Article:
Florian Hildebrand, Managing Partner, ChemSquare
Growing numbers of batch recalls in Pharma and Life Science, have focused increased attention on supplier qualification and quality control. As globalization and technological innovation advances, challenges of overseeing and regulating suppliers and manufacturers becomes all the more complex.
Health Authorities, like the FDA or EMA suggest periodic audits with a time span of at least every three years for APIs, as part of the supplier qualification process. In addition, pharma producers are every so often required to audit suppliers for excipients, as well as contract manufacturers, laboratories and distributers.
While large pharma companies employ global auditing teams to cope with these ever-increasing audit requirements, SMEs partially have to rely on external partners for regulatory assistance. Thus, outsourcing audits to third party companies has become common practice for SMEs.
As audits are standardized by regulatory guidelines such as EU GMPs (Part I and Part II), they inhibit a “shared-value”. Third party audit companies, therefore, have been taking advantage of these overlaps by offering Shared Audits -meaning a single audit can be shared with several pharma producers- to facilitate the audit process and bring cost efficiency to pharma producers.
However, the full potential of audit-sharing is still being lost by sticking to outdated audit processes. It is time to shift from static-periodic supplier auditing processes to predictive methods with focus on continuity. How can we leverage new technologies such as artificial intelligence (AI) to drive improved product quality and help with early detection of potential risks?
The ChemSquare platform was designed to introduce new ways of interaction between pharma producers, suppliers and auditors. The benefits of digital ecosystems are enormous. Leveraging a digital ecosystem approach and combining it with the advantages of AI and machine learning (ML) could enable Life Science companies to harness data and translate it into valuable insights.
How AI could turn audit reports into concrete value:
The Center for Strategic Supply Research highlights the benefits of supplier ecosystems and further endorses the integration of intelligent algorithms in order to evolve beyond cost reduction towards long-term value creation by increasing regulatory compliance. The use of existing audit reports, from various sources could provide the foundation for initial tests. But how could that look like?
Deriving data from Audit reports, is at best difficult. But in many cases nearly impossible, as they usually are stored as PDFs or print outs. The problem is that they contain textual data that is unstructured and disorganized, thus cannot be analyzed with traditional IT methods. To be able to analyze these data sets, we require new intelligent ways. Through the application of dedicated AI algorithms, it would be possible to decipher and analyze data from various audits, provided by different sources to identify trends and potential issues with the performance of the entire supply chain. Artificial Intelligence, therefore, could allow for the aggregation of information from these reports, which in turn could provide greater insights into process patterns. The value that lies here is tremendous: It would empower pharma producers in monitoring and tracking supplier input and enable early action before problems even arise.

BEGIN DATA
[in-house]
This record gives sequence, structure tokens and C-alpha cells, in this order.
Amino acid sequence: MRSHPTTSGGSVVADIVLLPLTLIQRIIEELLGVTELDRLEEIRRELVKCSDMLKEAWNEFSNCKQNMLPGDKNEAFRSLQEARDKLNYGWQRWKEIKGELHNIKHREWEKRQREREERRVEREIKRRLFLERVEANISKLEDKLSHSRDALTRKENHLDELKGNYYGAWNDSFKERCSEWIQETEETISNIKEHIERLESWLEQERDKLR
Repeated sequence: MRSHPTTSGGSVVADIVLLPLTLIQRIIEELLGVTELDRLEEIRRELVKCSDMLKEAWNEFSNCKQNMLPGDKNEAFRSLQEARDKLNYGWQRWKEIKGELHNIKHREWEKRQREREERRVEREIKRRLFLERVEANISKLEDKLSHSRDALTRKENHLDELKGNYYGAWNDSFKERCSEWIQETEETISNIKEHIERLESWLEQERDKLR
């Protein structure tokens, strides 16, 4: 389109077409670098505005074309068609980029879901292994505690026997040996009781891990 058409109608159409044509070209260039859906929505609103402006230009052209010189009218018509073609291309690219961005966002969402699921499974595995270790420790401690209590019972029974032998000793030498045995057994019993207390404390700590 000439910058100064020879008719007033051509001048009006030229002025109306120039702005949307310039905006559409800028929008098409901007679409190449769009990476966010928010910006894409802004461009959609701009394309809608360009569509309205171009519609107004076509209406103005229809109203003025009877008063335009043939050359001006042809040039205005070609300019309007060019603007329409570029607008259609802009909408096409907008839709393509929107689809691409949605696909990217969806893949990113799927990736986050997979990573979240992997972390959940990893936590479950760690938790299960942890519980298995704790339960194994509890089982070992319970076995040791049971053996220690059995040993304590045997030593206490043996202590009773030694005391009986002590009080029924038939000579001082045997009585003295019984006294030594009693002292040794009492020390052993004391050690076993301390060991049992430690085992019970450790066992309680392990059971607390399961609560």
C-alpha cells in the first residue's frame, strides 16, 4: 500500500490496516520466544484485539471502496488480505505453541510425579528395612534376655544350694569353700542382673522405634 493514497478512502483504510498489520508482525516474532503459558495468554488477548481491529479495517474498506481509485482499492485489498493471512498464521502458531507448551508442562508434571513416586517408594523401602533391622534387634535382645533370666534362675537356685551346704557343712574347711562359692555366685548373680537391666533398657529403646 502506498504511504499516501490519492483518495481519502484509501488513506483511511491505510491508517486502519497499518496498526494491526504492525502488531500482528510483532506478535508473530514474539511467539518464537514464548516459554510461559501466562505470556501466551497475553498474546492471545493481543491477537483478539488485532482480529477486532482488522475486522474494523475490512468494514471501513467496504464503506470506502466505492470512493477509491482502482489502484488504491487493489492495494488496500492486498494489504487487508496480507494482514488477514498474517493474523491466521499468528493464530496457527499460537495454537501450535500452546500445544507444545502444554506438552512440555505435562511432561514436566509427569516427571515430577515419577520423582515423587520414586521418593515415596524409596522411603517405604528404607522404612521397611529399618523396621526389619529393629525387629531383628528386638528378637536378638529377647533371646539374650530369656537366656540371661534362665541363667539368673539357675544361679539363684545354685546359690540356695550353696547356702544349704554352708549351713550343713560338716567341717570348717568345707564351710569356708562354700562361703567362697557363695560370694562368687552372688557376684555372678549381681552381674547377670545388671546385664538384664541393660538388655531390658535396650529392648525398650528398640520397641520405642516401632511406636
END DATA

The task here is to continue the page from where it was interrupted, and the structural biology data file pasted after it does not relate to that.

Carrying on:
Where could we start?
Digital ecosystems like the ChemSquare platform can help collecting this information to start an initial analysis. For a first trial it would even be enough to collect less confidential data to test and develop dedicated algorithms.
The next step would require more complex methods to create a standardized audit evaluation process, that AI will be able to reveal relevant information from.
Digital platforms, like ChemSquare, provide the perfect nurturing ground to implement this novel approach and transform the audit process from a disconnected and static state into a continuous-dynamic and connected state. This ultimately could have major business impact by supporting pharma companies in decision-making, planning and responding to issues much quicker. The result: Increased compliance, mitigation of risks and supply-chain optimization.
Pharma producers need to double down on quality
Compliance and Quality are not the same. The question that arises with the batch recall increase is: “Can you distribute poor quality products while complying with the regulatory framework?” The answer is “Yes”. Let’s not delude ourselves and face the facts: Sticking to the minimum of conducting audits every three years as suggested by Health Authorities does not cut it here. Audits are usually conducted to assess the supplier’s conformity to GMP guidelines. But conducted on a regular basis, audits can be used as an effective improvement tool. Batch recalls usually occur because pharma companies are at loss when it comes to auditing their suppliers on a frequent basis. Now is the time to move from outdated quality system models to more dynamically innovative approaches. Once we shift our focus on more predictive methods that are AI driven, we will not only enable pharma producers to be more cost-efficient but more importantly deliver a flexible framework for assessing supplier competencies.
With the help of digital technologies, automation and AI we are able to support quality throughout the whole lifecycle.
What we need now is executive commitment as prerequisite for implementing this novel approach in support of product quality. In Life Science, companies have a laser-sharp focus on Good Manufacturing Practices – which is known for its strenuous process. But with the right tools, supported by technology, pharma companies will be able to leverage relevant manufacturing data to support improved decision making, and thus yielding effective, safe and high-quality products.